New lifters often spin their wheels because they don’t understand one of the most important principles of building muscle: progressive overload.
I hear from so many beginners who say “I’ve been working out for months but I’m not seeing any changes.” Leaving aside other factors–for example, sometimes not eating enough protein–a big reason for this when we start digging into their routine is a lack of progressive overload.
What is progressive overload and why does it matter?
Progressive overload is the principle of increasing the work you do in training over time, and it’s absolutely essential in building muscle.
Our bodies are designed to use available energy as efficiently as possible, because food is our energy source, and for all of human history (until the very recent past) food was scarce. Energy was precious, so we evolved to use as much as necessary to survive, and no more.
So, our bodies do not prioritize building muscle (or bone) beyond what we need to function. Any excess energy is used for other tasks. A lot of the energy we consume actually powers our brains, but beyond that we need it to either stay warm or cool, get and digest food, keep our hearts pumping, gestate babies, and all the other things that enable us to survive.
Pretty much anything left over gets stored as fat, creating an energy reserve to protect against starvation in lean times, which is a completely sensible biological maneuver.
We obviously need to move our own weight around to survive, so our body will build and maintain enough muscle to support that burden. Plus a little extra, perhaps. But left to its own devices, it won’t add more than that.
Progressive overload forces adaptation
Now, let’s say we start wearing a 20-pound weight vest. The task of moving around just got more difficult and we need additional muscle and bone to handle the added weight.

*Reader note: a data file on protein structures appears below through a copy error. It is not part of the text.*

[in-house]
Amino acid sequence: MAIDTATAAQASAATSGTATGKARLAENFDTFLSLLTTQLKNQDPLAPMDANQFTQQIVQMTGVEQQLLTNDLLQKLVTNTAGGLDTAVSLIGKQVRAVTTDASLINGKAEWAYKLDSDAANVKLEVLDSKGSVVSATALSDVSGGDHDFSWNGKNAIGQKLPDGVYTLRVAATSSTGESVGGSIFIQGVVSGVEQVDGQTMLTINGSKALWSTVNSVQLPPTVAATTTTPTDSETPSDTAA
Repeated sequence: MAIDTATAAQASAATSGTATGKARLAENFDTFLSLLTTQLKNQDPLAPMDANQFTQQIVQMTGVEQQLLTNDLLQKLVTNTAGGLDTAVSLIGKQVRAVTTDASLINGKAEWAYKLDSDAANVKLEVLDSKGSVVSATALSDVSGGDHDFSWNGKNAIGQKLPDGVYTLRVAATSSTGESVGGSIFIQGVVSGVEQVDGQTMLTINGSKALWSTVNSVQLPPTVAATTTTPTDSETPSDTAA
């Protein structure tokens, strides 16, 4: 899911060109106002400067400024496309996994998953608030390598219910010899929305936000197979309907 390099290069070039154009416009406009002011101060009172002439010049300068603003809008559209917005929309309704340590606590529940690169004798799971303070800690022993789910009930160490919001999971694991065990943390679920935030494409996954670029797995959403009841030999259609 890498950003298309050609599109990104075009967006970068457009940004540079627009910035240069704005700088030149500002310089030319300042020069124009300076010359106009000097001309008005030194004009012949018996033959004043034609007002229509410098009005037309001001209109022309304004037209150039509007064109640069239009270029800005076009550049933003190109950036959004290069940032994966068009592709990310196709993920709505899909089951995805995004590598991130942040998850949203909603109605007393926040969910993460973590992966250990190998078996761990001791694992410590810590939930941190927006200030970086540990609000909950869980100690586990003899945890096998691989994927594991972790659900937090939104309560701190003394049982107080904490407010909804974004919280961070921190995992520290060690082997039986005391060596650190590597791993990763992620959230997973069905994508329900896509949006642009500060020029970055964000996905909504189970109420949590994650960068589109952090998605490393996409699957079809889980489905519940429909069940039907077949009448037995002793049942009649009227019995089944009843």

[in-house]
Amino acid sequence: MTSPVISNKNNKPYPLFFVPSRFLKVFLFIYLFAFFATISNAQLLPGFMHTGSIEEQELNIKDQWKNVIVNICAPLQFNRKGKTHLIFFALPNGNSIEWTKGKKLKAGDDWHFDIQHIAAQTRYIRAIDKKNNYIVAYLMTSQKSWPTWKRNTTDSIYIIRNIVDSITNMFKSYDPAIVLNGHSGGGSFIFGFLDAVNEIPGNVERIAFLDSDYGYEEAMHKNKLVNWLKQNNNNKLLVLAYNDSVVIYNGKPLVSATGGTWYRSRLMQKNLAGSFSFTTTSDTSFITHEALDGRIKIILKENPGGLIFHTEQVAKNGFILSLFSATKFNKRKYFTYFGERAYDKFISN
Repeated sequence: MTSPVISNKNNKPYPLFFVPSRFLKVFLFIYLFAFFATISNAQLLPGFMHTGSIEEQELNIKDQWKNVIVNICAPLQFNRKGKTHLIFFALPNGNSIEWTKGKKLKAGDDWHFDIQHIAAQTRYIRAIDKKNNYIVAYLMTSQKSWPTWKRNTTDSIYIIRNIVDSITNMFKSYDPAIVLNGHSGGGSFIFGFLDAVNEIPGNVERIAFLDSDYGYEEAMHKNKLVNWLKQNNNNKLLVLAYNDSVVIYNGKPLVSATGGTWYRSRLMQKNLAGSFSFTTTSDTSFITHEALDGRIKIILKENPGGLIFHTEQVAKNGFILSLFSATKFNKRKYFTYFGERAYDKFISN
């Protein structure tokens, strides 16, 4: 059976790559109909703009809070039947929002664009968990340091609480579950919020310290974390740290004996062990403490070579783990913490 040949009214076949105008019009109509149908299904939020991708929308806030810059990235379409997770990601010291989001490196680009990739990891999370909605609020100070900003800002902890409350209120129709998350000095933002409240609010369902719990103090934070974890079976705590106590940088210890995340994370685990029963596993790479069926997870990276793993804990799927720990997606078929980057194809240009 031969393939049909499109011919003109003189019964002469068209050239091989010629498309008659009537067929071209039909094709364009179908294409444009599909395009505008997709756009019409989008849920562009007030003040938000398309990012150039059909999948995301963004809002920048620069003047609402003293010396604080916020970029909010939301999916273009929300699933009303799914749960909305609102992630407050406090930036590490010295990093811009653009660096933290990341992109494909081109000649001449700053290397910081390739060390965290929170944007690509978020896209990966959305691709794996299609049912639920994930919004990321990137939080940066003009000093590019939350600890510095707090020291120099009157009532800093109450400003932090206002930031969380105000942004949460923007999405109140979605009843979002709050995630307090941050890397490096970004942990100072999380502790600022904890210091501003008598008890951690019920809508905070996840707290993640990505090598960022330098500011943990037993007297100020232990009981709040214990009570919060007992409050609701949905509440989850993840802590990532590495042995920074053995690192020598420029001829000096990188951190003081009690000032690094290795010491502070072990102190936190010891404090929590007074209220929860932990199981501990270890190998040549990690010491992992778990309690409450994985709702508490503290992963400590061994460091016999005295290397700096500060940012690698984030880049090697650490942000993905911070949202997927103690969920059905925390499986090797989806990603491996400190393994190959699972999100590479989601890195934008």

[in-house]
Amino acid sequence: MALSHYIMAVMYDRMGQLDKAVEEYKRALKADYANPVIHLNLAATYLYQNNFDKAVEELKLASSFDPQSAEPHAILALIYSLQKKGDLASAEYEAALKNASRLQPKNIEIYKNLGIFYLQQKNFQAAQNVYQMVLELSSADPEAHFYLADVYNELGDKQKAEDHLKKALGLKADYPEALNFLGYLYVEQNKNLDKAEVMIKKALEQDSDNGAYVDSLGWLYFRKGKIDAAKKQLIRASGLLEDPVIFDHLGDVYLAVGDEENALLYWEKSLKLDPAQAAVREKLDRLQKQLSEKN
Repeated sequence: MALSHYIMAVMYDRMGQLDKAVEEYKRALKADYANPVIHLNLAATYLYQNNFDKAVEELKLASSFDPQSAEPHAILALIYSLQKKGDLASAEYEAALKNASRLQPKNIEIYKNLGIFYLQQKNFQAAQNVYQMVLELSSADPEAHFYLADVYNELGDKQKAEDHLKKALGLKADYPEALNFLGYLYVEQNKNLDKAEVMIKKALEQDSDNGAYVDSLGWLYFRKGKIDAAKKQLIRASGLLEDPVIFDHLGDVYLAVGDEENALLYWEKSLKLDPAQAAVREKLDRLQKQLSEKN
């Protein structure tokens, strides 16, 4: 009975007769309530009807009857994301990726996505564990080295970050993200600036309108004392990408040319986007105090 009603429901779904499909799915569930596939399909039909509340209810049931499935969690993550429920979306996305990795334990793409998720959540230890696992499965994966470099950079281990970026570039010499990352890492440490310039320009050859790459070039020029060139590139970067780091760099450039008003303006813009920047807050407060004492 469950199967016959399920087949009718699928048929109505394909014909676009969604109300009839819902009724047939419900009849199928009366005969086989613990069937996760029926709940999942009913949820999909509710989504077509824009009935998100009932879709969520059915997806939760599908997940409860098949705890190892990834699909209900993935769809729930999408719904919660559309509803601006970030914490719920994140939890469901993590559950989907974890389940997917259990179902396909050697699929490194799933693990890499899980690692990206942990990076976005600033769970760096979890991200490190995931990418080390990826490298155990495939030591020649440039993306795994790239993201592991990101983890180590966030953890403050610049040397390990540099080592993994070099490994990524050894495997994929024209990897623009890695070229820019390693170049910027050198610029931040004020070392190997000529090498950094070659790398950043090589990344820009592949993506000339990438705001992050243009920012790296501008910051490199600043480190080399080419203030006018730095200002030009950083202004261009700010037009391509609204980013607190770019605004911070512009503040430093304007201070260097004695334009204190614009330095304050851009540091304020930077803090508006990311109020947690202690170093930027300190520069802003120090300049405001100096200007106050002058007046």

The beauty of our bodies is that they constantly adapt to the environment and stressors to which we expose them. Our body will recognize the additional work being demanded of it and respond by adding the necessary tissue (assuming we are providing the proper resources it needs—nutrition and recovery time—to make those adaptations).
In short, we’ll build muscle and bone, and we’ll get stronger.
However, if we continue wearing that 20-pound vest for a long enough time, our body will eventually adapt to the additional weight. At that point it will stop using precious energy to construct more tissue. That wouldn’t be efficient; we no longer need the extra.
At that point, our progress will stall.
Adaptation can also take us backwards. Astronauts who spend a long time in space lose bone because they’re not having to work against gravity. And if you’ve ever had a long illness or injury, you’re probably familiar with muscle atrophy. When you stop moving around, your body figures you don’t need all that muscle, so you end up losing some. (By the way, this also happens when you diet but don’t strength train – but that’s a topic for another day.) “Use it or lose it” absolutely applies to our bodies.
When you look at it this way, it becomes very clear that the only way to get our bodies to add more muscle is to require them to do more work over time. We must create more and more difficult demands to force that process of adaptation to continue.
That’s progressive overload, and it’s absolutely critical to making gains from strength training.
You may be thinking, “Yes, but I’m not trying to get stronger or larger. I just want to stay where I am. I just want to maintain the muscle and bone I have now.”
The problem here is that our bodies process protein and build muscle less and less well as we age. A young active person who doesn’t use progressive overload will generally neither gain nor lose muscle. But an older person is already in a net loss situation when they wake up in the morning. Even as young as 35, you’re already losing muscle if you’re doing nothing to prevent it.
So, if you’ve already adapted to a particular workload and stay there, you’re not actually going to maintain what you have, because all things are not equal. Your older body is biased toward losing the muscle you’ve already got, and muscles only grow in response to harder work.
Many roads to progressive overload
Earlier, I said, “the only way to get our bodies to add more muscle is to require them to do more work over time.”
Notice I said “require them to do more work.” I didn’t say “require them to lift more
This is important. Without a doubt, there will come a point when we will be unable to add more weight to a particular exercise, because we’re just not strong enough.
Luckily, adding more weight is not the only way to go about achieving progressive overload.
This brings us to the concept of volume. I apologize in advance, but give me your attention for a bit of math.